Let’s Keep in Touch!

21st September 2017 Preparation

And we’re off!  We’re on our way to Guyana today so this is a little reminder to all of our friends about the ways you can keep in touch with us. This is two-fold: for us to share our experiences and photos with you and for you to keep us updated as well.  Here’s an overview of how we plan to do it.

WEBSITE/BLOG

Obviously, this blog is a huge way that we plan to communicate with friends and family back home.  I won’t promise to have a regular posting schedule; I’ll just post every once in a while when I feel there is something interesting to share. If you have any specific questions or ideas for blog posts, let me know!

In order to let everyone know that a new post is up, I will post a notice on Instagram,  @sullivans_guyana.  I’ve also set up a mailing list for those of you who find it more convenient to be emailed a notice.  You can sign up here or in the link in the footer. There won’t be any additional content in the email, just a link to the post

INSTAGRAM

Instagram is probably my favorite way to keep in touch with people so I’ve set up a public account: @sullivans_guyana.  I follow so many needgreaters in countries like the Dominican Republic, Haiti and Mozambique and find them so encouraging that I knew I wanted to be of encouragement to others as well!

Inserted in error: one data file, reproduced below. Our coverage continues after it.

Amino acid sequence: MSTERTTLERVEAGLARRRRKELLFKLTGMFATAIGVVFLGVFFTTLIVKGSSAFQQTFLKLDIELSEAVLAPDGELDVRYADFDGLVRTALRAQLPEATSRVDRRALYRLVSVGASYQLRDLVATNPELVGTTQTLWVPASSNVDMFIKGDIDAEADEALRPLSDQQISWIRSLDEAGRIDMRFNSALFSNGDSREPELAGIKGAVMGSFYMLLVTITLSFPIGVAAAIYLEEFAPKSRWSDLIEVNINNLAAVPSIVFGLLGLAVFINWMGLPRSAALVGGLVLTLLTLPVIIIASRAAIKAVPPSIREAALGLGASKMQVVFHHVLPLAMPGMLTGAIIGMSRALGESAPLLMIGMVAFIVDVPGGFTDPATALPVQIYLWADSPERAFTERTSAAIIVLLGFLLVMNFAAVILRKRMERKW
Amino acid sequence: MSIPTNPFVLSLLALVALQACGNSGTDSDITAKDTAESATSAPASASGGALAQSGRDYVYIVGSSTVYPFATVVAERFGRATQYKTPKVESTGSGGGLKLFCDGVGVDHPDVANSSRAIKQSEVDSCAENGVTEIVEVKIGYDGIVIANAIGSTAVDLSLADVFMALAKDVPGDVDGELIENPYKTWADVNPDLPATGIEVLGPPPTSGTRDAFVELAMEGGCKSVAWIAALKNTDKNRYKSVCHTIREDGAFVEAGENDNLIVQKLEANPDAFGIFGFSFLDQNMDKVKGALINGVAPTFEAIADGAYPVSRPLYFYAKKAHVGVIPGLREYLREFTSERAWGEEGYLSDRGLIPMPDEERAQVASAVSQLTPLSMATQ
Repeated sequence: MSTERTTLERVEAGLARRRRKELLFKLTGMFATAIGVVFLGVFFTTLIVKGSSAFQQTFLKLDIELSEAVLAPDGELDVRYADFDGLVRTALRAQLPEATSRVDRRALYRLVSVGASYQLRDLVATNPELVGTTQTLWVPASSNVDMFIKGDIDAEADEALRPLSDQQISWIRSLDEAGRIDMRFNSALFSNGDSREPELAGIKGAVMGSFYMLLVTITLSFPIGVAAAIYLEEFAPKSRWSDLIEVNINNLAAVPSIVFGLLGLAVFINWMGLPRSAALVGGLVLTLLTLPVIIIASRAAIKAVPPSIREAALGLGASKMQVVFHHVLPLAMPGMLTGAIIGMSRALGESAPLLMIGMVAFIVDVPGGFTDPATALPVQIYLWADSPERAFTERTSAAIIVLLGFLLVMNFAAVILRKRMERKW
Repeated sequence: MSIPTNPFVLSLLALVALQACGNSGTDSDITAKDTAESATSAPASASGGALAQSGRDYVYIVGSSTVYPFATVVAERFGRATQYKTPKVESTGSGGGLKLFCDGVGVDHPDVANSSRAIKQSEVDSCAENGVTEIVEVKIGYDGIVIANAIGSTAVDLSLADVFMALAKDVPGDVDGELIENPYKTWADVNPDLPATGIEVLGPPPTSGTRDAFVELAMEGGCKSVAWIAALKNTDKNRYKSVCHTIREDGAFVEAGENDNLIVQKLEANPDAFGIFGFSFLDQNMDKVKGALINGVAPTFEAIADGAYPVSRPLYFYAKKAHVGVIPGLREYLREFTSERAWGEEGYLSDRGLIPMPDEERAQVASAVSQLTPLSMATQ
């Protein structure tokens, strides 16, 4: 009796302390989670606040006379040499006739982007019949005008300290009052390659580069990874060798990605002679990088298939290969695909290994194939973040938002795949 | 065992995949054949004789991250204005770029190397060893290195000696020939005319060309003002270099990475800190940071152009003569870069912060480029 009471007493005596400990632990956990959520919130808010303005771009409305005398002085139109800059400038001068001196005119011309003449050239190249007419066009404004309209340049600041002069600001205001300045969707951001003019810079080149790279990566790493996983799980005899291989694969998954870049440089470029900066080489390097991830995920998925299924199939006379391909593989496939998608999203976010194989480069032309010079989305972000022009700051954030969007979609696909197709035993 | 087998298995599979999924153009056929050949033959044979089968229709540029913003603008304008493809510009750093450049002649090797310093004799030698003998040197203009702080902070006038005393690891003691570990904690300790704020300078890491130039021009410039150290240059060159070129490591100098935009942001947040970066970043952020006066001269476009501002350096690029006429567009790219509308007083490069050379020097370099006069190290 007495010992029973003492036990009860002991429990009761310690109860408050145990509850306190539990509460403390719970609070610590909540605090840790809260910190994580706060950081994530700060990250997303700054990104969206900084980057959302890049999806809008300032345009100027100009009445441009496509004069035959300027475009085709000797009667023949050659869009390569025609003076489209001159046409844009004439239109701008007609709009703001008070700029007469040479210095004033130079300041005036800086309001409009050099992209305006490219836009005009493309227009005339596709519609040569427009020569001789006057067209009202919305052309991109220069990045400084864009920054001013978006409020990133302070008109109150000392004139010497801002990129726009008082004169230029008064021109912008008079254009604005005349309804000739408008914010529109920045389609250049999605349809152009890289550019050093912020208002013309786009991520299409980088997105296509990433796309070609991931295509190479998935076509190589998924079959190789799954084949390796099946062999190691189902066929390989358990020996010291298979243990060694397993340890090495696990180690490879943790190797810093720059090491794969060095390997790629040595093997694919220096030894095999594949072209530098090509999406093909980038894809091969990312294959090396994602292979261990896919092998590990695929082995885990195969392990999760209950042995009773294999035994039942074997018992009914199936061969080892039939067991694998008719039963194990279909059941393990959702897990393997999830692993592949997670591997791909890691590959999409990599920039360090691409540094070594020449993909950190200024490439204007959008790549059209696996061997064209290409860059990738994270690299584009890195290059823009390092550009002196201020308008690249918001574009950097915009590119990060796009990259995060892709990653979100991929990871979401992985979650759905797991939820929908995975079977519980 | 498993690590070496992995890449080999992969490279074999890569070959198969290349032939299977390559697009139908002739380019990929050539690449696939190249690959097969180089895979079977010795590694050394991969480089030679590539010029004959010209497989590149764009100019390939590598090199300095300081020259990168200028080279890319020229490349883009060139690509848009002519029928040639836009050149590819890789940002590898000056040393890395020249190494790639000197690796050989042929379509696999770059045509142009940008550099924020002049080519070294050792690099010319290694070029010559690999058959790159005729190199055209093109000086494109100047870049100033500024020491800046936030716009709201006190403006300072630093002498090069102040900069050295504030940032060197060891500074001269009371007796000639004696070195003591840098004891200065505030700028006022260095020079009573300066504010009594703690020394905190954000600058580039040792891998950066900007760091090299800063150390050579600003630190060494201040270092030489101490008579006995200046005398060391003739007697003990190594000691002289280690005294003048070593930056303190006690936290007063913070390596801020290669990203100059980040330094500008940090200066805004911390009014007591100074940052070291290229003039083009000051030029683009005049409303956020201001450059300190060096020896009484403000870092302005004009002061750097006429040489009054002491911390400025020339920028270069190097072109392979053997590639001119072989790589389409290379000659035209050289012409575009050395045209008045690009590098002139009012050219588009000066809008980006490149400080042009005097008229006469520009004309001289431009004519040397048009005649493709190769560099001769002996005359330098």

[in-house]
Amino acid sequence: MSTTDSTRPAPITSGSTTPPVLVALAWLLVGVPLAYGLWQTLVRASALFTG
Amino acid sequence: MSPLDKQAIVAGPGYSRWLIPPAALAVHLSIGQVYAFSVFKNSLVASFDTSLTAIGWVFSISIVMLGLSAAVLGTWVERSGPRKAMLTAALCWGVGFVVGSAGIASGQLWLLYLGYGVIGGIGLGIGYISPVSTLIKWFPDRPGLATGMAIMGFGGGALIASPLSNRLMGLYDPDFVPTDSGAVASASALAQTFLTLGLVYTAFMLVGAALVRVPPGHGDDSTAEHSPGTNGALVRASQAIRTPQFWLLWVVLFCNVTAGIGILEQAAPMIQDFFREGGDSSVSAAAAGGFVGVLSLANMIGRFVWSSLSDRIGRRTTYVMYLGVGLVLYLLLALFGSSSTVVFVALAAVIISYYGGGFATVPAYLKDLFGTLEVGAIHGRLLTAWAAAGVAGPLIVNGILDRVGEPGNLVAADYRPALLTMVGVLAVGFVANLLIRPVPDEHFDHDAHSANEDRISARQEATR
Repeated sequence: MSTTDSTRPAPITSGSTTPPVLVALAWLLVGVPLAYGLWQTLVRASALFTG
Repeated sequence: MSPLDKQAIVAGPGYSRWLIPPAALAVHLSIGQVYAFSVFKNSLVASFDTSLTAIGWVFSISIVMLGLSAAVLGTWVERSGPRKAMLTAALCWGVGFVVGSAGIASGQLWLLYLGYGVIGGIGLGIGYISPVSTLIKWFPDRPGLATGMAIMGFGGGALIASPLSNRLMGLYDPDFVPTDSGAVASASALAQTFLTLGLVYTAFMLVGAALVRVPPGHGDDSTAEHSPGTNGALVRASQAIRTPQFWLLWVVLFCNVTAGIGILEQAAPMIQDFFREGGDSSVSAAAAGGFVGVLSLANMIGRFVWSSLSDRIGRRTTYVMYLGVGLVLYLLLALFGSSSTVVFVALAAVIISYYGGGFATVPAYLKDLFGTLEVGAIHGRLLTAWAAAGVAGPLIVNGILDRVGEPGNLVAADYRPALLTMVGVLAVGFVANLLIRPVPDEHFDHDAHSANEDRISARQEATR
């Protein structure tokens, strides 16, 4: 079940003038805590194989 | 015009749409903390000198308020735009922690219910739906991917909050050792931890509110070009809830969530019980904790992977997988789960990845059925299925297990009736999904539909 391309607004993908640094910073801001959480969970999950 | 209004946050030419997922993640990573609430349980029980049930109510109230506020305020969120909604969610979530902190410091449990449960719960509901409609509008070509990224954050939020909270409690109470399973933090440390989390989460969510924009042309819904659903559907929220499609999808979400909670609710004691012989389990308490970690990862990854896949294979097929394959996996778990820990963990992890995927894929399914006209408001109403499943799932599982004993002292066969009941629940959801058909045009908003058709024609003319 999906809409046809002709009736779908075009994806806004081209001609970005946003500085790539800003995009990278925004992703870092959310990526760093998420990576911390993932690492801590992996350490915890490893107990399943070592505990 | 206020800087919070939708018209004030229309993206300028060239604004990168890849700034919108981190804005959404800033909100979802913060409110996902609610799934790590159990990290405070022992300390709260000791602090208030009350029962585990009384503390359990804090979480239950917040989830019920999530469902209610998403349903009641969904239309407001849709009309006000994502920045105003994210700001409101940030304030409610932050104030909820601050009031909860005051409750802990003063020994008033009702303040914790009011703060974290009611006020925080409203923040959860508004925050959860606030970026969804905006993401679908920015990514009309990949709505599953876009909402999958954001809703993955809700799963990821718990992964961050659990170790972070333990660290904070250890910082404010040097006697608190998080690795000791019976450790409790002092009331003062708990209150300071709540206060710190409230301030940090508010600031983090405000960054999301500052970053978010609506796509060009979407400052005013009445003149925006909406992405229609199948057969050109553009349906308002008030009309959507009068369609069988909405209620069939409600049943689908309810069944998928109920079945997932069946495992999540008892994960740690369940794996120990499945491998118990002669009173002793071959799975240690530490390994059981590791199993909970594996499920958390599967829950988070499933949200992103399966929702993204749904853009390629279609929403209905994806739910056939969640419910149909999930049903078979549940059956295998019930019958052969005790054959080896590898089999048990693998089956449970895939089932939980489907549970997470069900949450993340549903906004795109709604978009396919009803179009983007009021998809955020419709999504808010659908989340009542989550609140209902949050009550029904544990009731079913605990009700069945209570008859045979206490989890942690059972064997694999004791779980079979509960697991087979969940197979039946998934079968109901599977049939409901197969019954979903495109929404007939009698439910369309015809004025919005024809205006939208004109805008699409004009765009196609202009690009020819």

As a side note, if you do not have Instagram and are social media-averse, you can click on any of the photos from the IG feed in the footer of this blog and see them without an account.

EMAIL

Feel free to email us! Our personal emails will remain the same and we hope to have regular internet access. Additionally, I’ve set up a joint address: sullivans @ sullivansinguyana.com. You can also contact us through the contact form on this site.

PHONE/TEXT

We have an international plan so friends and family can call and text as usual. We also signed up for WhatsApp which is a free international messaging service.

 

So there you have it!

It’s so great that we live in such a connected world! Years ago when I served in Guyana, the only way to keep in touch was by mail or an occasional collect phone call back home. And neither of those were easy options. Where I lived in the interior, we got mail delivery from a plane once a week so we waited a long time for letters and often they would come all at once. And phone calls required taking a bus to Brazil!

So we’re so excited that with this new connectivity we can not only encourage our friends, family, and brothers and sisters but that they can encourage us too and make us feel better about being far away.

So let’s keep in touch!

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